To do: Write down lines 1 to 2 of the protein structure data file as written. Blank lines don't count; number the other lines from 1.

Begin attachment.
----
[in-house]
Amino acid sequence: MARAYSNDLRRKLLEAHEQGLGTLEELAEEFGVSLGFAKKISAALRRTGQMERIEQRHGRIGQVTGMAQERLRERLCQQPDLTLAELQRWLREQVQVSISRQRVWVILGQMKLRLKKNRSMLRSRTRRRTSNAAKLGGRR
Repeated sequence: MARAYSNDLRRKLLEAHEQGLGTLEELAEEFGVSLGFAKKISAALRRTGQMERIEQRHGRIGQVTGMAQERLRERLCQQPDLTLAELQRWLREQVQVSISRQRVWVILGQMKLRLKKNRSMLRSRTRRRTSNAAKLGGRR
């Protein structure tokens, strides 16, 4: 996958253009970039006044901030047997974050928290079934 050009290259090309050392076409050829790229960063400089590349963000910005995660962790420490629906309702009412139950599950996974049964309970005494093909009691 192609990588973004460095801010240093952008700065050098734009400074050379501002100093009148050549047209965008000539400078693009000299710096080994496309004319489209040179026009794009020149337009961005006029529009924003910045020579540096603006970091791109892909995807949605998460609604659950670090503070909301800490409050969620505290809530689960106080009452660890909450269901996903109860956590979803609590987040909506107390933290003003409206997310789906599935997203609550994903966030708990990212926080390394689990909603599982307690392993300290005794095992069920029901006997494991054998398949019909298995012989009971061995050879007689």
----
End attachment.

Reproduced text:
[in-house]
Amino acid sequence: MARAYSNDLRRKLLEAHEQGLGTLEELAEEFGVSLGFAKKISAALRRTGQMERIEQRHGRIGQVTGMAQERLRERLCQQPDLTLAELQRWLREQVQVSISRQRVWVILGQMKLRLKKNRSMLRSRTRRRTSNAAKLGGRR